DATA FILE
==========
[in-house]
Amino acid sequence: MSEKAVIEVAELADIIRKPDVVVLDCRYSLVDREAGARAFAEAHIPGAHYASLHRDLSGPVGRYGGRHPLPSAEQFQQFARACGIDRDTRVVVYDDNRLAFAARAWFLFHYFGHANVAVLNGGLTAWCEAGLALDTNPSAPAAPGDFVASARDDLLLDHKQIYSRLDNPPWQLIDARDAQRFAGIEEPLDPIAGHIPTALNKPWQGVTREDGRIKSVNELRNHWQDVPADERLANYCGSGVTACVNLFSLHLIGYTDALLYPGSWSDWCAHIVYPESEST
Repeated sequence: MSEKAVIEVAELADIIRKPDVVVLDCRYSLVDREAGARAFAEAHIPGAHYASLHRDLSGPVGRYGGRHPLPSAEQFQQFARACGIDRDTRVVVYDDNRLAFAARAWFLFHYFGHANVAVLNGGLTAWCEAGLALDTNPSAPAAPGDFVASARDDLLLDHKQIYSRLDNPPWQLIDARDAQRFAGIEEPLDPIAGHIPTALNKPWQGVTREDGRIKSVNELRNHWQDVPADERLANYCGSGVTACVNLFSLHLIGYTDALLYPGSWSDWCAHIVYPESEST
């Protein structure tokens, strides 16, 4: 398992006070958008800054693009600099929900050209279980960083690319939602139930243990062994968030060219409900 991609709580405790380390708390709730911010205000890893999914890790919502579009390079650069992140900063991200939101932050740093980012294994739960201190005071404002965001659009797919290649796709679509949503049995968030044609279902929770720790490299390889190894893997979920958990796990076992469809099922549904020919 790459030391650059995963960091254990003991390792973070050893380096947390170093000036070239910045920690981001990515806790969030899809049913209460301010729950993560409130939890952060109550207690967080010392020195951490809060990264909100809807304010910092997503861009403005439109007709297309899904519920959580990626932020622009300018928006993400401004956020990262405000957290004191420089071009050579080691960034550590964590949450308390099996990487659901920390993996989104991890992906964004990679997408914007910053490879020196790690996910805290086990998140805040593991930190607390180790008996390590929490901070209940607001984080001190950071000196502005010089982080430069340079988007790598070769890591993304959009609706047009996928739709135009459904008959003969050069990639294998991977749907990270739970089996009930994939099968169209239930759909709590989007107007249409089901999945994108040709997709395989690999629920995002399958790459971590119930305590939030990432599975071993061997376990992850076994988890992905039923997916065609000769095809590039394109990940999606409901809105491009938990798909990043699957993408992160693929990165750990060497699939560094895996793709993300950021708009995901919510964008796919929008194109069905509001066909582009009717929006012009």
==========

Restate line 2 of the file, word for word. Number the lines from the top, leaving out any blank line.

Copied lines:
Amino acid sequence: MSEKAVIEVAELADIIRKPDVVVLDCRYSLVDREAGARAFAEAHIPGAHYASLHRDLSGPVGRYGGRHPLPSAEQFQQFARACGIDRDTRVVVYDDNRLAFAARAWFLFHYFGHANVAVLNGGLTAWCEAGLALDTNPSAPAAPGDFVASARDDLLLDHKQIYSRLDNPPWQLIDARDAQRFAGIEEPLDPIAGHIPTALNKPWQGVTREDGRIKSVNELRNHWQDVPADERLANYCGSGVTACVNLFSLHLIGYTDALLYPGSWSDWCAHIVYPESEST